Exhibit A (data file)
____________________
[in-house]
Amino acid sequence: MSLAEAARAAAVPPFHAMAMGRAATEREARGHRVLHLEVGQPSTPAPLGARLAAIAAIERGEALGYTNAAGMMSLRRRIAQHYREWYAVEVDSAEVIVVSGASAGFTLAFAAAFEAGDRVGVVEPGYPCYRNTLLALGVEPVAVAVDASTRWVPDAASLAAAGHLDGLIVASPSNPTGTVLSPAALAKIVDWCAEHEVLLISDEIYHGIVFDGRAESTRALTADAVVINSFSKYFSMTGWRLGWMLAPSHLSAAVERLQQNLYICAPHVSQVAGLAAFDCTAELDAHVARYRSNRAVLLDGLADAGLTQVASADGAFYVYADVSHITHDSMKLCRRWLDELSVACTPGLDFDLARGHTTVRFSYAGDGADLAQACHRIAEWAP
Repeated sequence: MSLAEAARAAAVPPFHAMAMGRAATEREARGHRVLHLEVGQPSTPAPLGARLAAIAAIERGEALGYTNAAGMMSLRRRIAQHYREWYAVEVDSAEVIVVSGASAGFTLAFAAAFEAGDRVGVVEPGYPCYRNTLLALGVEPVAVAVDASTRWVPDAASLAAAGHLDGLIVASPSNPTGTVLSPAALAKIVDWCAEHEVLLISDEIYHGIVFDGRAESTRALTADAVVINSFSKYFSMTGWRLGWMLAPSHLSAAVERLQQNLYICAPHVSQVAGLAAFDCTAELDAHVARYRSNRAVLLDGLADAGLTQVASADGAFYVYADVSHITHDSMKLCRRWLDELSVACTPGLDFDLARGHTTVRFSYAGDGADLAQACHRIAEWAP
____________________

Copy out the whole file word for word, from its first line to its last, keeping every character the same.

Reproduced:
[in-house]
Amino acid sequence: MSLAEAARAAAVPPFHAMAMGRAATEREARGHRVLHLEVGQPSTPAPLGARLAAIAAIERGEALGYTNAAGMMSLRRRIAQHYREWYAVEVDSAEVIVVSGASAGFTLAFAAAFEAGDRVGVVEPGYPCYRNTLLALGVEPVAVAVDASTRWVPDAASLAAAGHLDGLIVASPSNPTGTVLSPAALAKIVDWCAEHEVLLISDEIYHGIVFDGRAESTRALTADAVVINSFSKYFSMTGWRLGWMLAPSHLSAAVERLQQNLYICAPHVSQVAGLAAFDCTAELDAHVARYRSNRAVLLDGLADAGLTQVASADGAFYVYADVSHITHDSMKLCRRWLDELSVACTPGLDFDLARGHTTVRFSYAGDGADLAQACHRIAEWAP
Repeated sequence: MSLAEAARAAAVPPFHAMAMGRAATEREARGHRVLHLEVGQPSTPAPLGARLAAIAAIERGEALGYTNAAGMMSLRRRIAQHYREWYAVEVDSAEVIVVSGASAGFTLAFAAAFEAGDRVGVVEPGYPCYRNTLLALGVEPVAVAVDASTRWVPDAASLAAAGHLDGLIVASPSNPTGTVLSPAALAKIVDWCAEHEVLLISDEIYHGIVFDGRAESTRALTADAVVINSFSKYFSMTGWRLGWMLAPSHLSAAVERLQQNLYICAPHVSQVAGLAAFDCTAELDAHVARYRSNRAVLLDGLADAGLTQVASADGAFYVYADVSHITHDSMKLCRRWLDELSVACTPGLDFDLARGHTTVRFSYAGDGADLAQACHRIAEWAP